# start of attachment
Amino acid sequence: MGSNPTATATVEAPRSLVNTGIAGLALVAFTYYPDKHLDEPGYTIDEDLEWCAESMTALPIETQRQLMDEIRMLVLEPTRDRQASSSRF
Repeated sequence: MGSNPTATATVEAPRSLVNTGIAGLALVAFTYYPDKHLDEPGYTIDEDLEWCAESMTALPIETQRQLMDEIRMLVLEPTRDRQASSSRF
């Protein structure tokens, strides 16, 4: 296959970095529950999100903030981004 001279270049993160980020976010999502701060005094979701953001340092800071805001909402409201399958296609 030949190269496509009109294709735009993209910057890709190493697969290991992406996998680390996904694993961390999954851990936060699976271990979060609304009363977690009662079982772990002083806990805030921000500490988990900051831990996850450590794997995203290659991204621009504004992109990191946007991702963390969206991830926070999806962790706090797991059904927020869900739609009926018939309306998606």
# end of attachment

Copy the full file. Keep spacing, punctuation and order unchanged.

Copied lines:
Amino acid sequence: MGSNPTATATVEAPRSLVNTGIAGLALVAFTYYPDKHLDEPGYTIDEDLEWCAESMTALPIETQRQLMDEIRMLVLEPTRDRQASSSRF
Repeated sequence: MGSNPTATATVEAPRSLVNTGIAGLALVAFTYYPDKHLDEPGYTIDEDLEWCAESMTALPIETQRQLMDEIRMLVLEPTRDRQASSSRF
């Protein structure tokens, strides 16, 4: 296959970095529950999100903030981004 001279270049993160980020976010999502701060005094979701953001340092800071805001909402409201399958296609 030949190269496509009109294709735009993209910057890709190493697969290991992406996998680390996904694993961390999954851990936060699976271990979060609304009363977690009662079982772990002083806990805030921000500490988990900051831990996850450590794997995203290659991204621009504004992109990191946007991702963390969206991830926070999806962790706090797991059904927020869900739609009926018939309306998606």